It strikes me that we have not yet mentioned the name, Jesus Christ. How does Christ play into this? What are strategies of bringing Christ forth culturally and through creative power that will work in the years to come?

I'm glad you asked. The most important thing in the Christian life is to become formed into Christ's image. Or let me be more concrete. There is a prayer that I pray every day, many times a day. It was pretty much the first thing I thought this morning, this prayer. It's three sentences long, and it doesn't sound like a prayer:

"There is another who lives in me. There is another who completes me. There is another whose righteousness is mine."

I pray those three sentences over and over; my goal is to pray them so often that I pray them without thinking them. It expresses that my life is not my own. I died and I was raised and the one who lives in me now, in a mysterious way, is not me alone but Christ living in me. The only real hope for Jesus Christ being real to our culture is for him to be real in the lives of the people who have been buried and raised in him.

Now, we could talk about strategies for adjusting Jesus' public image. For one thing, we certainly should be telling the story. Many of our neighbors don't know who he was, what he said, what he did, why he did it. But the most important thing is that every Christian should realize that we are not asked to live this Christian life on our own strength, by our own natural abilities. We are actually intended to live the life that Jesus lived and lives, not to live our own lives. And we live his life by choosing suffering when we could choose comfort, by daily practices of repentance and trust, by putting ourselves in places where only if his life is at work in the world can we hope to come out alive ourselves. This is how we let Christ live in us.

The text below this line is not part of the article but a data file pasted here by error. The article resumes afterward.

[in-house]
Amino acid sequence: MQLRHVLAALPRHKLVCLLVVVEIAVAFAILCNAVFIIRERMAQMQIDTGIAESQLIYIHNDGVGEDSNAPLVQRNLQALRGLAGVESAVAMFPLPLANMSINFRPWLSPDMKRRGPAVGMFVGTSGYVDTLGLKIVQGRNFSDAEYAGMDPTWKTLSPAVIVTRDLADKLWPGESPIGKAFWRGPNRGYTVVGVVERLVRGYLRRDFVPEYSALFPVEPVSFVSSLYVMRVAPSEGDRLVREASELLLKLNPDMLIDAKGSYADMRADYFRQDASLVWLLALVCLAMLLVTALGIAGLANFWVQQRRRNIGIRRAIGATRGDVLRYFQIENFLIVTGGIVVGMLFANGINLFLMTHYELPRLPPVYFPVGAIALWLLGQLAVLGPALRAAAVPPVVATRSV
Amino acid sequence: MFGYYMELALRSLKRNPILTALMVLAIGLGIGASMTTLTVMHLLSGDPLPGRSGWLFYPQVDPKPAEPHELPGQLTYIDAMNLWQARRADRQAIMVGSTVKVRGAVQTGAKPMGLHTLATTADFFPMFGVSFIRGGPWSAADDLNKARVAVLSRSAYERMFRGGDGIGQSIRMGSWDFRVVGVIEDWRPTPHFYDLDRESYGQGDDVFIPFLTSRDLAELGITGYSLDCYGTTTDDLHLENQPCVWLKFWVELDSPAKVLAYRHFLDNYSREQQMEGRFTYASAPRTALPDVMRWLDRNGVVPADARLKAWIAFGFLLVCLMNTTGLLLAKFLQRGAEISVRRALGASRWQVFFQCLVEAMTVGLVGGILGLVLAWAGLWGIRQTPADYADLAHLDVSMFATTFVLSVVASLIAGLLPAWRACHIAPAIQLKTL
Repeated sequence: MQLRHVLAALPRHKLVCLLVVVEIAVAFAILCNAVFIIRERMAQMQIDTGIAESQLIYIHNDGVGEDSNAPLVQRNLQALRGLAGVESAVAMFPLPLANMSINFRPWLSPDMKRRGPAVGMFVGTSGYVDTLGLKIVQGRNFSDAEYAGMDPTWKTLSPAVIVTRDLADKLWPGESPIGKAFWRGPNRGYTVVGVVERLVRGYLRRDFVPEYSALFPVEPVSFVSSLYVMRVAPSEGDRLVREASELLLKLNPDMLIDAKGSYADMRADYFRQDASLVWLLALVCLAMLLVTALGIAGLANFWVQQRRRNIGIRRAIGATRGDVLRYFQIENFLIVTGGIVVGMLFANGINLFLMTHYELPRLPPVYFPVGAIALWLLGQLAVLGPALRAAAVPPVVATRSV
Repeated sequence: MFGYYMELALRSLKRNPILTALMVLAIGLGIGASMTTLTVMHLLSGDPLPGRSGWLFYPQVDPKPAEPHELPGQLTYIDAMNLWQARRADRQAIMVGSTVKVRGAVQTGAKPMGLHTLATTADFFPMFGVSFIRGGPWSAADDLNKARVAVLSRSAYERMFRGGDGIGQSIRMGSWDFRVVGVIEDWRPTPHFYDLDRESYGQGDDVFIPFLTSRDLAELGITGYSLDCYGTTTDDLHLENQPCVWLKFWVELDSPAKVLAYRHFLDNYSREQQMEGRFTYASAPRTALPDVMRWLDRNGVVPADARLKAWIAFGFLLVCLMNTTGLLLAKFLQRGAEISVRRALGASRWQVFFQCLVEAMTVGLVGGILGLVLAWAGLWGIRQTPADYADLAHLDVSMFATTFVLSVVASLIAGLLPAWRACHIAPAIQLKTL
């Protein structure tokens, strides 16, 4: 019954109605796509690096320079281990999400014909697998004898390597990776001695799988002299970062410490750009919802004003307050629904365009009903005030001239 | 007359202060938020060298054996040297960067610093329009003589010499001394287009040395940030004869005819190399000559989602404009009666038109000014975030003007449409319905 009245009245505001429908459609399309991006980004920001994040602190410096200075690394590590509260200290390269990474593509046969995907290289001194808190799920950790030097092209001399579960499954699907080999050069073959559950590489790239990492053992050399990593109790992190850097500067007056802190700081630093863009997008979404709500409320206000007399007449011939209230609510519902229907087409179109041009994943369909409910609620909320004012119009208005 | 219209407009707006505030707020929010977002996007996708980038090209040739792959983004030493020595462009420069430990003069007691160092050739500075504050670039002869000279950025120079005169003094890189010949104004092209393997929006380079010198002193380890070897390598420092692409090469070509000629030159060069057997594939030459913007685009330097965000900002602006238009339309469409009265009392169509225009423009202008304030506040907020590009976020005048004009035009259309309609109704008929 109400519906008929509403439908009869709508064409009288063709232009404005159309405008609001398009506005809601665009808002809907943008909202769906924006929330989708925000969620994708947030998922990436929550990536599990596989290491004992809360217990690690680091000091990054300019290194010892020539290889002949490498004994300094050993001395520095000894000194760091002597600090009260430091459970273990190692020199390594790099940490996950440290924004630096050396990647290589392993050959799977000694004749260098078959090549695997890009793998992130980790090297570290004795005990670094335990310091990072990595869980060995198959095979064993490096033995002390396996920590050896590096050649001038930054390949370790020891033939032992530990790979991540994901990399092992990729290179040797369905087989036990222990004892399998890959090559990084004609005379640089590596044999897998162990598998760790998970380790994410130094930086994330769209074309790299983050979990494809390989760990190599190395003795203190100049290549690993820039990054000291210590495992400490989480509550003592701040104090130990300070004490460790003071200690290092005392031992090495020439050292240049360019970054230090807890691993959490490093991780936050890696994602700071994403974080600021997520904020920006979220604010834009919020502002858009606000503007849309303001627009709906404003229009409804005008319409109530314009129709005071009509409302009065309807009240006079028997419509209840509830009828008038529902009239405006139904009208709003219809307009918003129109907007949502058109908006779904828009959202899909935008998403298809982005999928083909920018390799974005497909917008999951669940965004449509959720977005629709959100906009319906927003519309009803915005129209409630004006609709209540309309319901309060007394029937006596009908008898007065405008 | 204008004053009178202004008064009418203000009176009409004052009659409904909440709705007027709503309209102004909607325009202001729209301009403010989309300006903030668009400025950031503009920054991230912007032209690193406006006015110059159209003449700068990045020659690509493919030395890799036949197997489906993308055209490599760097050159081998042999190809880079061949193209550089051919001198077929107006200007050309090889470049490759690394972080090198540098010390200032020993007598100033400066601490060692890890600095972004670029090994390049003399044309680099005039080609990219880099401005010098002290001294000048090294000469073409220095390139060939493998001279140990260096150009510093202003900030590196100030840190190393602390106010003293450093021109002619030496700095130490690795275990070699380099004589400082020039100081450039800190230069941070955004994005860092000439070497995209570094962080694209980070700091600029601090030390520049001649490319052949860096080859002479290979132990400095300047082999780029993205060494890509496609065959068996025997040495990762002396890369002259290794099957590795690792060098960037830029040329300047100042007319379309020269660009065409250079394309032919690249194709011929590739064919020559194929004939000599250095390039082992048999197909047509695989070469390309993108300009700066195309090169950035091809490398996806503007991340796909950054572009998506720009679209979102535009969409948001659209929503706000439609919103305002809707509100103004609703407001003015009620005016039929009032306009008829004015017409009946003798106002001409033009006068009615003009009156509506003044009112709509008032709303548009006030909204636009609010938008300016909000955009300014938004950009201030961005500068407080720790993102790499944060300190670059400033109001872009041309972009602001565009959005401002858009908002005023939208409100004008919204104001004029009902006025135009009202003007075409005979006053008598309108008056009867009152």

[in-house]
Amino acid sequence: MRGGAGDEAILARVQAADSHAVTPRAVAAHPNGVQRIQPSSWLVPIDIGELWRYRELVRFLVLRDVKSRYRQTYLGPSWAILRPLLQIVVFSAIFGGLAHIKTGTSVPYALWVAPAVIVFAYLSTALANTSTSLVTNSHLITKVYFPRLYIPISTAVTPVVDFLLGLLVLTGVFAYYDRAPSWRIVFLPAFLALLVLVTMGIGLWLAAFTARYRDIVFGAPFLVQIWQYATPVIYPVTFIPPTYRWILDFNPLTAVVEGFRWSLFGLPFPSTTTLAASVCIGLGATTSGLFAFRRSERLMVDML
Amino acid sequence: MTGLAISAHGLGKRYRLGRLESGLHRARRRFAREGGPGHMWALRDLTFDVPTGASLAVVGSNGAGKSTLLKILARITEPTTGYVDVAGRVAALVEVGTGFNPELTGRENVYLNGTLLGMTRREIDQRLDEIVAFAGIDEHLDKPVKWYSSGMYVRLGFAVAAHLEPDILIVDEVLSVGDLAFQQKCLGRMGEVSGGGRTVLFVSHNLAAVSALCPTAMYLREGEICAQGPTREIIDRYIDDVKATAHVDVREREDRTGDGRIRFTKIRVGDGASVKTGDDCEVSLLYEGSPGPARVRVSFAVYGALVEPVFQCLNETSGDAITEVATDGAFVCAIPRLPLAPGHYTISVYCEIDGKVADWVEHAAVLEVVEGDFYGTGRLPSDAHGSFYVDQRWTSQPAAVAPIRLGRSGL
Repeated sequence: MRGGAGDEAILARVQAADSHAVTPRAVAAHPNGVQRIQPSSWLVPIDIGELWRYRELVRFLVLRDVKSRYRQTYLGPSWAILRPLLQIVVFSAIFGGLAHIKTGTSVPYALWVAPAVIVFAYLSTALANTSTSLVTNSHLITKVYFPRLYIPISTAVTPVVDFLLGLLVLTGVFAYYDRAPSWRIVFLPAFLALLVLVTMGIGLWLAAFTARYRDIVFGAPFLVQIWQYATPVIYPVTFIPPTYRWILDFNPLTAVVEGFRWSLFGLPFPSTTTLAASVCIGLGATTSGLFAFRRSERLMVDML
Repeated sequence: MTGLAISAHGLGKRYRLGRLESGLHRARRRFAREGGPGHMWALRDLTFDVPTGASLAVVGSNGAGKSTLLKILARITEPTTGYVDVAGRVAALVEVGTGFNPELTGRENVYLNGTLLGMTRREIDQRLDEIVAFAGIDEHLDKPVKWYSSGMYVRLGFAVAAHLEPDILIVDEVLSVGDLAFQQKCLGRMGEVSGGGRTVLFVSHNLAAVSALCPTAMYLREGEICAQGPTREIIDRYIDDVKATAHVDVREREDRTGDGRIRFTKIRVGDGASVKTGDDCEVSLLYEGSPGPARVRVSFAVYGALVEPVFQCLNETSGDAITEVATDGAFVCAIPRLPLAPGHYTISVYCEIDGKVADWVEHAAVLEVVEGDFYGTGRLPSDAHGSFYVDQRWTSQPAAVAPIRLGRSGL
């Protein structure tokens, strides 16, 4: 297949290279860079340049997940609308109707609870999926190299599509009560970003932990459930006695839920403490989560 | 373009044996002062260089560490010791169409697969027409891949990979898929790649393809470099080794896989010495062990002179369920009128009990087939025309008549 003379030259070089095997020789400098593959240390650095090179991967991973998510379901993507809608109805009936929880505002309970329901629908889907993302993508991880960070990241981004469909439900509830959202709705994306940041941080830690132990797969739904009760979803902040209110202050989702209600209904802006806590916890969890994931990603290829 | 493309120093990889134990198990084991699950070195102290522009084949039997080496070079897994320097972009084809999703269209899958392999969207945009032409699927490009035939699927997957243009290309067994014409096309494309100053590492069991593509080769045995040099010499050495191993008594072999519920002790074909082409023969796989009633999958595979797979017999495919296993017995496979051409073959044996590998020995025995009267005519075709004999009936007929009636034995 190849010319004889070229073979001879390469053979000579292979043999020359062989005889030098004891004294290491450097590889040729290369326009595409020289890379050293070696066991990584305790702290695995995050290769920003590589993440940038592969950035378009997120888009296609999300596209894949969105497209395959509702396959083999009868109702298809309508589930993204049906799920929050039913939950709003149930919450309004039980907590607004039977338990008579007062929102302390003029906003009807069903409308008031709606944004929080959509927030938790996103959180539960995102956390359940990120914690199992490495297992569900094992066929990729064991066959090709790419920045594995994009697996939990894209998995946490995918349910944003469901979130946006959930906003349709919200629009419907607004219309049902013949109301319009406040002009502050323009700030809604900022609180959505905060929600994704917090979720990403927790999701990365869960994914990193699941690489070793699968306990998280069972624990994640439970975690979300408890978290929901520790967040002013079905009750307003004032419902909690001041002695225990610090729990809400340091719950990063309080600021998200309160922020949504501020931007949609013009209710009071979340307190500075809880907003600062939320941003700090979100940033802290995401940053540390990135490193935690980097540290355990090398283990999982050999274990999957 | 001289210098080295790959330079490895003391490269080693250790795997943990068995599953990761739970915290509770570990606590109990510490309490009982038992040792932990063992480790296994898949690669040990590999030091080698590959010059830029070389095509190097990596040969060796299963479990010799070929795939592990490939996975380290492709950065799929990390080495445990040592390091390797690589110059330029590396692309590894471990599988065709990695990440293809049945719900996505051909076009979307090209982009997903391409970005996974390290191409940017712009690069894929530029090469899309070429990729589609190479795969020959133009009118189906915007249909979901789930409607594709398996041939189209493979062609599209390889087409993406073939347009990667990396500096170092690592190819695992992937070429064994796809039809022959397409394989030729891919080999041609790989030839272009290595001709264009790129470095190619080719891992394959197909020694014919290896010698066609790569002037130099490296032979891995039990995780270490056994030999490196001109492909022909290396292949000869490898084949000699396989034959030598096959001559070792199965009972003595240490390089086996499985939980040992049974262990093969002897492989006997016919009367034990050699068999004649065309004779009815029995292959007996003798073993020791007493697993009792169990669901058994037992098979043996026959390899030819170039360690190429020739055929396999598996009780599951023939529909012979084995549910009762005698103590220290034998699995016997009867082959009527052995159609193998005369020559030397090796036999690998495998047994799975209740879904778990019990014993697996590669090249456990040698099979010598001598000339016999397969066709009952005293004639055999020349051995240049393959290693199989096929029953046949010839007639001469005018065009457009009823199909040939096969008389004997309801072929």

If we do that, I am not too worried about Jesus' public image. He is committed to communicating himself. If we don't do that, he will find some other way, but we will have missed an opportunity not only to be relevant to our culture, but to live the joyful resurrection life that is our inheritance as followers of Jesus.

Is the story of sin, condemnation, and personal salvation by Jesus Christ unto eternal life something that our culture will still find attractive and appealing?

We should never underestimate the hunger, amongst our neighbors, for personal forgiveness, comfort, and hope. And we should never underestimate the dignity that the gospel of personal salvation, forgiveness, comfort, and hope offers to individual human beings in very oppressive environments. That is to say, the message that you as an individual are loved by God -- as the old evangelical truism has it, that even if you were the only person in the world, Christ would have died for you -- is most powerful precisely in situations of injustice and oppression that tend to eradicate individual identity and worth. So it is a profoundly liberating message, even if it's told in an old-fashioned way that it is about you (in the singular) and Jesus and your eternal destination. Even that is something that people hunger for, and even that message, although it is not adequate to the whole biblical story, brings tremendous fruit socially, by encouraging dignity and justice for people.

That being said, no one in the Bible asked Jesus to be his or her personal savior. At least not in those words. Peter says, "Lord, save me," for example, when he's drowning. Yet the Bible is a story of a people, not of individuals. We can miss that only if we throw out three-quarters of our Bibles -- the Old Testament part. It's a cosmic story, ultimately, in which individual human beings are of immense value, but their value is precisely connected to their part in the cosmic story. And that's not a newfangled idea that's replacing an old-fashioned truth. It's the broader framework that was lost as evangelicalism accommodated itself to American hyper-individualism. The story of individual salvation is true, but it gains its truth biblically from a broader truth and a bigger and better news than just the news of personal salvation. I happen to think that, for a whole bunch of reasons, our society is exiting the hyper-individualism that marked American life after the founding. I think the myths of individualism are getting tired. In that sense, I think our neighbors are no longer as likely to respond to a message of individual salvation.